Denny's World & Thought

Wednesday, June 20, 2007

Domestic Violence

In the past two months, there were so many violence cases reported by news paper or television. House wife was killed by her husband, Husband burnt his wife for resisting to make love to him, a maid pass away in a hospital after months of torture by her employer while her colleague worker at the same house also suffered physical abuse, were just a few that were caught by news media.

Just this week, again we were presented with domestic violence case, but this time coming from overseas, from Kuala Lumpur, Malaysia to be precise. The house maid from Indonesia was forced by her employer to work for 20 hours a day without pay and she was physically abused with many evidence on her body. She was rescued by a fireman from the apartment's balcony at the 12th floor after she attempted to run away from her employer, who leave on the 15th floor, using rag and cloth as rope. This, by the way, was not the first time we heard this kind of news from overseas.

Indonesia is the fifth largest country in the world by population. Even though much have been done to educate the population, still there are so many Indonesian who do not have the opportunity to go for an intermediate education not to mention the higher education. Poverty is one of the root cause, even though the government had passed on decree for free education on the primary school. Yet, there are still many family who were forced to let their children to work at early age, just to earn some extra money to help their family. So, not surprising that you could encounter children at the traffic light junction begging for money to pedestrian and motorist passing by.

Sadly to say, there are still so many homework to do, but the government and the legislators are more concern on how to win the election rather than winning the heart of their people.


Tuesday, May 29, 2007

Anti Smoking Campaign For Youngsters.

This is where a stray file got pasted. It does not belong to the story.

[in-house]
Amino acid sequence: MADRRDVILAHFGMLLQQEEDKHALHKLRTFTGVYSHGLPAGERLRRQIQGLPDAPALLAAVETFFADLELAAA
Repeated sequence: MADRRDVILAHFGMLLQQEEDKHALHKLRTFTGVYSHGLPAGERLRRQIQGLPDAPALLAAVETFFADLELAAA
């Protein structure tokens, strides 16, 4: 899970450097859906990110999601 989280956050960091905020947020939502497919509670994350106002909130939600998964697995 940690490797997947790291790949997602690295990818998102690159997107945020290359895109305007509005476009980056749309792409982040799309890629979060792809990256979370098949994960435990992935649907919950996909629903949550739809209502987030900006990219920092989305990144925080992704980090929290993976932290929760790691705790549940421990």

Today while having my lunch, there was a campaign sponsored by Ministry of Health to stop any form of tobacco advertisement where minor can access to this ads. To my delight, the campaign was involving students which happened to be also the target for the health campaign. This is a very good caused and it was supported by one of the senator which delivered the opening speech.

Indonesia is one of the biggest producer of tobacco in the world and one of the top five nations in the world in term of tobacco usage. Cigarette has been widely available every where and control of purchase by minor is more difficult to conduct than imposing the warning on the box of the cigarette.

One of the biggest influence of smoking to the children is, of course, the advertising. The billboard signs are very eyes catching and even major sport events are sponsored by one of the biggest cigarette brand in this country. Even though the ads on TV forbid of picture showing people with cigarette, children still can tell what kind of product the the ads are selling.

It is about time that the law maker and the government put a more stronger rule to protect our young generation.


Wednesday, May 03, 2006

It is frustrating to see the government insisting to amend the current labour law. Under the new proposal, an employee with more than 1 year of service can be sacked by the employer without any severance pay.

It seems that the government has a hidden agenda behind this. The huge demonstration by labour union on 1 May, which was praised by the government for the peaceful and well behaviour of all the demonstrator, only last for less than 24 hours and the Vice President's comments has stir up another protest and marching in front of the House of Parliament demanding to reject the bill.

The government seems to pro the business men rather than the people/labour. Maybe this is because we have too many senators (including Mr. Vice President) who are also having their own businesses and they have vested interest to see the cost of labour can be squeezed to the minimum. Perhaps the government also trying to make Indonesia more attractive to the international investors by sacrifying the welfare of Indonesian labour and to promote cheap labour to keep the labour intensive jobs still in this country. The government keep forgetting the cost of a product not depends only on labour cost. There are also many component that made up the final cost. And in this country, the inefficiency cost is among the highest in the world due to corruption that occur almost in all level of business chain.

If the government focus on getting the inefficiency sorted out, our product and services will be much more competitive and therefore we do not have to bow to investors who want to enjoy master-slave relationship instead of mutual win-win relationship.